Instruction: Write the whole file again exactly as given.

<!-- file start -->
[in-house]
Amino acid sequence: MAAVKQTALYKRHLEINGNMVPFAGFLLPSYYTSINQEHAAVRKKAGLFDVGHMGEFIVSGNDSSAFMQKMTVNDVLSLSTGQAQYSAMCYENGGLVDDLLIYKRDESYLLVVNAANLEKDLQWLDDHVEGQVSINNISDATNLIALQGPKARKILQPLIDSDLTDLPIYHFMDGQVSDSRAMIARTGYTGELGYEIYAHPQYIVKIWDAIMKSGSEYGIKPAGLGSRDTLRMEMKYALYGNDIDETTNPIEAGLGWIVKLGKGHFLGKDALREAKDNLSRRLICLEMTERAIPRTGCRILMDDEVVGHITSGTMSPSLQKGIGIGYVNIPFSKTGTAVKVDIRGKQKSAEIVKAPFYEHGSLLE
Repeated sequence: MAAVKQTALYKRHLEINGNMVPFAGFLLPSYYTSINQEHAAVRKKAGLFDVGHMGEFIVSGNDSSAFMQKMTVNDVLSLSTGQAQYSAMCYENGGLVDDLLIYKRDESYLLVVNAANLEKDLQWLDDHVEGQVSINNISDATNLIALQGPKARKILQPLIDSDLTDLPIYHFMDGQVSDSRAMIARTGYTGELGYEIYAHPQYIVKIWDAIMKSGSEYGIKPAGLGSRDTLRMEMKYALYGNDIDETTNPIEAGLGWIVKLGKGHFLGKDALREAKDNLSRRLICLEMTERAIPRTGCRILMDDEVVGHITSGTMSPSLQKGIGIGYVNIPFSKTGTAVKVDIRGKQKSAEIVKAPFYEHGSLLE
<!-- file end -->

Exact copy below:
[in-house]
Amino acid sequence: MAAVKQTALYKRHLEINGNMVPFAGFLLPSYYTSINQEHAAVRKKAGLFDVGHMGEFIVSGNDSSAFMQKMTVNDVLSLSTGQAQYSAMCYENGGLVDDLLIYKRDESYLLVVNAANLEKDLQWLDDHVEGQVSINNISDATNLIALQGPKARKILQPLIDSDLTDLPIYHFMDGQVSDSRAMIARTGYTGELGYEIYAHPQYIVKIWDAIMKSGSEYGIKPAGLGSRDTLRMEMKYALYGNDIDETTNPIEAGLGWIVKLGKGHFLGKDALREAKDNLSRRLICLEMTERAIPRTGCRILMDDEVVGHITSGTMSPSLQKGIGIGYVNIPFSKTGTAVKVDIRGKQKSAEIVKAPFYEHGSLLE
Repeated sequence: MAAVKQTALYKRHLEINGNMVPFAGFLLPSYYTSINQEHAAVRKKAGLFDVGHMGEFIVSGNDSSAFMQKMTVNDVLSLSTGQAQYSAMCYENGGLVDDLLIYKRDESYLLVVNAANLEKDLQWLDDHVEGQVSINNISDATNLIALQGPKARKILQPLIDSDLTDLPIYHFMDGQVSDSRAMIARTGYTGELGYEIYAHPQYIVKIWDAIMKSGSEYGIKPAGLGSRDTLRMEMKYALYGNDIDETTNPIEAGLGWIVKLGKGHFLGKDALREAKDNLSRRLICLEMTERAIPRTGCRILMDDEVVGHITSGTMSPSLQKGIGIGYVNIPFSKTGTAVKVDIRGKQKSAEIVKAPFYEHGSLLE